Rachel Lieberman, 22, spread out a striped beach towel, put on stereo headphones and lay back on the grass at Dupont Circle, reading "Jobs for English Majors and Other Smart People."

"I would love to be at the beach," sighed Lieberman, a recent George Washington University graduate. "That would be wonderful. But I have no way to get there. I have no money -- I'm just about to hit the job market. Do you want to pay to send me?"

While thousands of vacationers crowded the Chesapeake Bay Bridge and jammed highways heading east to the beaches, others like Lieberman launched the 1985 summer season here at home -- and many preferred it that way.

The weather in the city was sunny, with light winds and a high of 86 degrees, according to the National Weather Service. More of the same is expected today, with highs in the low 90s.

"Everybody else goes to the beach, and I figured it would be just too crowded, so I decided to stay," said Marta Blanford, 24, who cruised Connecticut Avenue yesterday in a white Mustang LX with her friend, Marykay Laird, 23. "I just hate crowds," said Laird. "I want serenity. Quiet. Peace."

"I don't like it when it's standing room only, even in the water," said Gerry Sheffield, 50, who strolled the sidewalks along Connecticut Avenue with a friend. "Besides, I'll spend July in Maine, on an island. So, what the heck -- I can afford to miss three days of beach."

Sadiqa Bay, 12, rode up and down the mostly empty streets off Connecticut on her bike. She said all her friends were at afternoon picnics or had left town for the weekend.

That didn't bother Sadiqa at all. "I like it here in Washington," she said. "I like this place. I like just hanging around it."

"I don't feel like I'm stuck here," said Harry Cooper, 25, an art student who spent part of yesterday afternoon in a bathing suit, reading the paper and eating glazed doughnuts at Dupont Circle park. "I only live three blocks away, and the beach is three hours away," he said. "This is as good as the beach -- almost."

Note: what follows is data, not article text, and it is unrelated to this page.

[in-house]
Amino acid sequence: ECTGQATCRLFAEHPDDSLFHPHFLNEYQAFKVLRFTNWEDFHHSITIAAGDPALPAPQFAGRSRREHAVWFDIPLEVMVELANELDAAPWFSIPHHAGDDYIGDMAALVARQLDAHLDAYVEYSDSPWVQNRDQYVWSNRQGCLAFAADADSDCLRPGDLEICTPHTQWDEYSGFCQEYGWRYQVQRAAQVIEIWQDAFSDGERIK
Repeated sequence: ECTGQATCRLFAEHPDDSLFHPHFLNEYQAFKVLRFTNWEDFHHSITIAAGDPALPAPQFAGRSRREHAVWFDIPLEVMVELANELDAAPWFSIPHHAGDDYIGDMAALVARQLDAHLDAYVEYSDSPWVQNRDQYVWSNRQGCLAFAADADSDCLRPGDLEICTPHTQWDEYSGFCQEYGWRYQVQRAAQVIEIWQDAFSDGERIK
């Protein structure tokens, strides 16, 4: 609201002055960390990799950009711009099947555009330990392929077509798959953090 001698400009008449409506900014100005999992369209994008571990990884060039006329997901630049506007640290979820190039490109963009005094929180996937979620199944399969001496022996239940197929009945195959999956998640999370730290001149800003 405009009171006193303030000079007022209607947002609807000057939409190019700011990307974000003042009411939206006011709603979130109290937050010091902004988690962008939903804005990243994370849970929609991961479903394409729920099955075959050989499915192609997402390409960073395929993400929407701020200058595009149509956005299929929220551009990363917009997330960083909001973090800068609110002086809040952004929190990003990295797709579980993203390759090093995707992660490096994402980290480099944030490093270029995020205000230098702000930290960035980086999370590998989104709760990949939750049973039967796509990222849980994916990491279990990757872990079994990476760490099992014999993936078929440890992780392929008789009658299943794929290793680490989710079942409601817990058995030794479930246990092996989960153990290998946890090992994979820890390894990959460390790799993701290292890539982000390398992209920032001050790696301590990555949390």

One of the few who said he would have been happier elsewhere was Dwight Brown, 39, a mason, who spent yesterday building a brick manhole on Connecticut Avenue.

It was cool and shady in the construction pit, but he said where he really wanted to be was trout fishing in Maryland.

Some who were still in the city yesterday were about to make their Great Escape.

Evelyn Woodhead, for example, a part-time sales clerk at Woodward & Lothrop, had just come from church and said she was going to hop on a bus for Atlantic City, where she planned to gamble. "I never win, but I like it," she said.

"I'm leaving right now for Mount Vernon," said Jeff Pierson, 26, who was withdrawing money from an automatic bank teller. "I want to see George Washington's house. The traffic going to the beaches would have been too much, so I'm taking a look at the alternatives."